With cost potentially doubling when it is all said and done with the completion of the Elmore County mega-prison, some lawmakers are considering a different path forward on the Elmore County-sibling facility to be built in Escambia County.

Last year, the Ivey administration revealed the initial estimate of $623 billion was far too low and anticipated a cost of nearly $1 billion. Months later, the Alabama Corrections Institution Finance Authority announced the cost would exceed $1 billion, almost eclipsing the amount allotted for two facilities during a special session in 2021.

If, as expected, the cost of the Escambia County facility requires more than the $785 million statutory bonding capacity of the Alabama Corrections Institution Finance Authority, the Ivey administration or the next administration will be forced to seek additional funding from the Alabama Legislature.

During an appearance on Mobile radio FM Talk 106.5's "The Jeff Poor Show," State Sen. Chris Elliott (R-Josephine) said the legislature should reconsider the construction management delivery method used for the Elmore County facility given the rampant cost escalation it allowed for over the past three years.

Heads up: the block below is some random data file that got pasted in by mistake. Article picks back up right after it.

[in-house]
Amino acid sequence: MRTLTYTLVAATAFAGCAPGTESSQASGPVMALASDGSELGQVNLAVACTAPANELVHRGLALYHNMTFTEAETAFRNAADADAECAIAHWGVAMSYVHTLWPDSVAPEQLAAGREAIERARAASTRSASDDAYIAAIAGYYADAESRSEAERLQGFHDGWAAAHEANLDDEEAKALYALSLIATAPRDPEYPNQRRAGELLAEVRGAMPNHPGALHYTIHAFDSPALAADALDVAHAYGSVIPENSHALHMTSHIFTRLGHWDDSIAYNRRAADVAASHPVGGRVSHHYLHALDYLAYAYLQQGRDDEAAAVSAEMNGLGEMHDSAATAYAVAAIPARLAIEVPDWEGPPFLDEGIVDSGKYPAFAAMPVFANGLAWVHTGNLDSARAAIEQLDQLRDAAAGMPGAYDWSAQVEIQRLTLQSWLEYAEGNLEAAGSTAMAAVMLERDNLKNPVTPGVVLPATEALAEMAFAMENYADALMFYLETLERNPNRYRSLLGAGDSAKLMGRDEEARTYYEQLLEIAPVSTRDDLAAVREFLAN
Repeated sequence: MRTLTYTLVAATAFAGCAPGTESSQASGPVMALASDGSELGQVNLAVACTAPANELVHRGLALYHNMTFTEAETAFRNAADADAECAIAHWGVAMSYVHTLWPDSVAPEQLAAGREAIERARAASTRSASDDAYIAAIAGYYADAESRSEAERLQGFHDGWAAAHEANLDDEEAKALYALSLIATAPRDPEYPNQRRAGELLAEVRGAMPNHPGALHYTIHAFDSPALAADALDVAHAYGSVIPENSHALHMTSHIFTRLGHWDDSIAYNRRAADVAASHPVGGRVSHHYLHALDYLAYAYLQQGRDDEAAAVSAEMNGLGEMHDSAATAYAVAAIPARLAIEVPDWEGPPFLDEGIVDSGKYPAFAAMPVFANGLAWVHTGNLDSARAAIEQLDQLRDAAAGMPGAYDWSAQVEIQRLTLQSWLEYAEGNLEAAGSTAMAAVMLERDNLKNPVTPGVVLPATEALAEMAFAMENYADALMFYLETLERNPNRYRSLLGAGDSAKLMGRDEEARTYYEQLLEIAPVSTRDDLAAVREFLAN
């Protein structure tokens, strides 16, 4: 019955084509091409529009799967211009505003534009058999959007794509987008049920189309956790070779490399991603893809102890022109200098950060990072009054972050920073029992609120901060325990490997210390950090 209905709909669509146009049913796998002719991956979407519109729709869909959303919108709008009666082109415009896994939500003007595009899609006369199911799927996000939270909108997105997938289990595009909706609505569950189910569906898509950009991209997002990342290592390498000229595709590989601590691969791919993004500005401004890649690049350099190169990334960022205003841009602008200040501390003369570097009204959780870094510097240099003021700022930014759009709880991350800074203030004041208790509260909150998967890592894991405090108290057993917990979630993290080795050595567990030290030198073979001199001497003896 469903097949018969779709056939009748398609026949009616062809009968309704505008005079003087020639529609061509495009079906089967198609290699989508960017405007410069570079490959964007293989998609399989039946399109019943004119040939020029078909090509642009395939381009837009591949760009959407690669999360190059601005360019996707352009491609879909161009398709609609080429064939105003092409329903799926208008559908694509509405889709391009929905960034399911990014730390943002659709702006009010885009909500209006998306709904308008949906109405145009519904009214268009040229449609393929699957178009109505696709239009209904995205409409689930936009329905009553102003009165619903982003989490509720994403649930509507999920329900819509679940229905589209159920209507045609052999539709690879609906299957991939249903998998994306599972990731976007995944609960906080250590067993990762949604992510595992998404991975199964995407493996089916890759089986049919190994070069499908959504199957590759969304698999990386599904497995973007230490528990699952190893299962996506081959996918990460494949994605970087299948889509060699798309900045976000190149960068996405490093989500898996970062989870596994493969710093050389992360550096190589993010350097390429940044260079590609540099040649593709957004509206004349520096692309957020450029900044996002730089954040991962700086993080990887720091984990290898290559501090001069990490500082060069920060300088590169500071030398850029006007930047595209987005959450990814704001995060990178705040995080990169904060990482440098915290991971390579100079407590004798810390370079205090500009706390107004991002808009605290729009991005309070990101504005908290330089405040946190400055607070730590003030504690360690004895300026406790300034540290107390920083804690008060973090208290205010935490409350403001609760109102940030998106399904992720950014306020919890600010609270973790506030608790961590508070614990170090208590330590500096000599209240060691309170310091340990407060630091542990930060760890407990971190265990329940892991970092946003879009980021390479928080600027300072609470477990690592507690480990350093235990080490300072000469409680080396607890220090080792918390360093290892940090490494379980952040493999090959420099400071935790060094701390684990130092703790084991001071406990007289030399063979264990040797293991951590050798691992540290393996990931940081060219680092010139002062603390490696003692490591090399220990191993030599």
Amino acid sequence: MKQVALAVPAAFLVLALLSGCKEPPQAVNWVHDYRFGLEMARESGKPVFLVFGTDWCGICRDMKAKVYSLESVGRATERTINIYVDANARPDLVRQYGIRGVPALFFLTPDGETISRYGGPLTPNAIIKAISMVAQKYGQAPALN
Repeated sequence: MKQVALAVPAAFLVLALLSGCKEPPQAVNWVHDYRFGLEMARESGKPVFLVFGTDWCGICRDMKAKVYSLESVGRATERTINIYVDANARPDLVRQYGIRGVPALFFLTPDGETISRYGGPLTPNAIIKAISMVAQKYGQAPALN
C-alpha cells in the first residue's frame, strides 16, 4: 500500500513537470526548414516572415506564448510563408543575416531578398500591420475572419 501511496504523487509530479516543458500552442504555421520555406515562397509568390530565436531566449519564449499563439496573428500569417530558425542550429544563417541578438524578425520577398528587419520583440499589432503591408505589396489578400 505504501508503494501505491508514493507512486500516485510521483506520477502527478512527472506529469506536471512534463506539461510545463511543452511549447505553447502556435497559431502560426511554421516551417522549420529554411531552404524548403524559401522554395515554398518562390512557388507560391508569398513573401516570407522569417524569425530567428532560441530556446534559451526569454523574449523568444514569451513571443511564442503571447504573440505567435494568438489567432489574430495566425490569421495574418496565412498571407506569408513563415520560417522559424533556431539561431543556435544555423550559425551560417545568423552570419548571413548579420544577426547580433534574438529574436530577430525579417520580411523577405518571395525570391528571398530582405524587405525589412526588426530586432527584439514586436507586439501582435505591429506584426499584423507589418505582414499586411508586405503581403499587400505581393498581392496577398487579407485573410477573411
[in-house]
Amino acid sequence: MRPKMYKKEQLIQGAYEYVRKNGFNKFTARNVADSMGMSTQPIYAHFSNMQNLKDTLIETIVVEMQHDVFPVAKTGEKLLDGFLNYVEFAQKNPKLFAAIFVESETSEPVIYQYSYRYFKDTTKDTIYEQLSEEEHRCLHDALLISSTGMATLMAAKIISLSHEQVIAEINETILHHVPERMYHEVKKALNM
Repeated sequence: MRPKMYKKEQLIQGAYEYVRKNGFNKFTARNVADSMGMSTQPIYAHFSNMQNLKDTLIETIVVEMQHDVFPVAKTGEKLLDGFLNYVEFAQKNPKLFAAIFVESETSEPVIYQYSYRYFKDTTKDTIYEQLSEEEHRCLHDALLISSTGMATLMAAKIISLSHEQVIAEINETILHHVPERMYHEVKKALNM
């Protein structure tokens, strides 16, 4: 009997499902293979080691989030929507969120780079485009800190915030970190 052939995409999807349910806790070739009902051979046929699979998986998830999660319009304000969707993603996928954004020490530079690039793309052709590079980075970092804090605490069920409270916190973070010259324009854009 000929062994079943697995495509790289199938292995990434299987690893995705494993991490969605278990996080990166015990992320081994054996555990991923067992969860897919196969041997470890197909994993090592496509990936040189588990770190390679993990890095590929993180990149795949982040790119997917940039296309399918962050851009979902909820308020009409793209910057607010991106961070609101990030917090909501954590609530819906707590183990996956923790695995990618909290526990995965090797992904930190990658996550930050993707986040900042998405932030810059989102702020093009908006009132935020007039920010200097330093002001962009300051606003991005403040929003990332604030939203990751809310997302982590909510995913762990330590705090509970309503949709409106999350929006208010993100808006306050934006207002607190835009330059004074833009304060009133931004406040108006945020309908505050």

"[O]ne, you know, I'm a contractor by trade, and I understand this, you know, this kind of construction manager and this design-build process. And it works in some instances, I am not convinced, having seen it, you know, tried to apply in government, that it works in government. And I just think we need to take a step back from that and really analyze it before we get into any more of these big projects like this. Unfortunately, whether it's DOT, the Department of Transportation or the Department of Corrections, we have taken some of the biggest projects ever undertaken by the state and have decided to use a completely new delivery method, which is questionable, I think. But I do think we need to go back to design-bid-build and look, Jeff, if it takes longer, so be it. But we cannot continue to live with this consistent cost uncertainty that is varying up to 100% more than what the estimates are. That's an unacceptable way to govern."

The Baldwin County Republican said he did not anticipate any objections to an extended timeline from the U.S. Department of Justice, which is suing the State of Alabama for potential Eighth Amendment violations.

"To your question about the feds and whether or not they'll be patient with us, I continue to believe that as long as we're making meaningful progress on these projects, which we are, maybe not fast, but meaningful projects, that they want us to solve this problem. They do not want to take it over. And as long as we are diligently working and funding these projects, I think they'll let us do it on our own."

Jeff Poor is the editor in chief of 1819 News and host of "The Jeff Poor Show," heard Monday-Friday, 9 a.m.-noon on Mobile's FM Talk 106.5. To connect or comment, email jeff.poor@1819News.com or follow him on Twitter @jeff_poor.

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